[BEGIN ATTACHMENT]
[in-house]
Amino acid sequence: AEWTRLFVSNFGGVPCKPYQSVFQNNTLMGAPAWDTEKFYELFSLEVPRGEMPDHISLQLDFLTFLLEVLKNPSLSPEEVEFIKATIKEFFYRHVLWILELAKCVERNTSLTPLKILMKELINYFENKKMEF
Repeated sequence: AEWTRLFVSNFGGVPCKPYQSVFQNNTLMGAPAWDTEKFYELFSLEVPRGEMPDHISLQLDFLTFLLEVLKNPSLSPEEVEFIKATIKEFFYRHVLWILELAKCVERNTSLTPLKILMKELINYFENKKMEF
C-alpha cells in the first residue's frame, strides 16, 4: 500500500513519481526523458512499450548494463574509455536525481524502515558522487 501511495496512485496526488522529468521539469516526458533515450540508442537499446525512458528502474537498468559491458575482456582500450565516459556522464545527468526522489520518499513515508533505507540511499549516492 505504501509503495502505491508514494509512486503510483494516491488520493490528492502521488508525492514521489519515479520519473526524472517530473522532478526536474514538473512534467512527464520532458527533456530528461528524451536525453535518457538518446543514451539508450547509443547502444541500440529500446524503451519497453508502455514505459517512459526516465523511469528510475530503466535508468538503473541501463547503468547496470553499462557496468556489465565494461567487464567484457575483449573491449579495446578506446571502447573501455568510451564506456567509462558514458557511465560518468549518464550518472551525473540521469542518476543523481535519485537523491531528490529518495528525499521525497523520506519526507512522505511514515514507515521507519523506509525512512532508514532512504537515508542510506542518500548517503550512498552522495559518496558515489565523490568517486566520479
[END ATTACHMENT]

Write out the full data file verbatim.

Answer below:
[in-house]
Amino acid sequence: AEWTRLFVSNFGGVPCKPYQSVFQNNTLMGAPAWDTEKFYELFSLEVPRGEMPDHISLQLDFLTFLLEVLKNPSLSPEEVEFIKATIKEFFYRHVLWILELAKCVERNTSLTPLKILMKELINYFENKKMEF
Repeated sequence: AEWTRLFVSNFGGVPCKPYQSVFQNNTLMGAPAWDTEKFYELFSLEVPRGEMPDHISLQLDFLTFLLEVLKNPSLSPEEVEFIKATIKEFFYRHVLWILELAKCVERNTSLTPLKILMKELINYFENKKMEF
C-alpha cells in the first residue's frame, strides 16, 4: 500500500513519481526523458512499450548494463574509455536525481524502515558522487 501511495496512485496526488522529468521539469516526458533515450540508442537499446525512458528502474537498468559491458575482456582500450565516459556522464545527468526522489520518499513515508533505507540511499549516492 505504501509503495502505491508514494509512486503510483494516491488520493490528492502521488508525492514521489519515479520519473526524472517530473522532478526536474514538473512534467512527464520532458527533456530528461528524451536525453535518457538518446543514451539508450547509443547502444541500440529500446524503451519497453508502455514505459517512459526516465523511469528510475530503466535508468538503473541501463547503468547496470553499462557496468556489465565494461567487464567484457575483449573491449579495446578506446571502447573501455568510451564506456567509462558514458557511465560518468549518464550518472551525473540521469542518476543523481535519485537523491531528490529518495528525499521525497523520506519526507512522505511514515514507515521507519523506509525512512532508514532512504537515508542510506542518500548517503550512498552522495559518496558515489565523490568517486566520479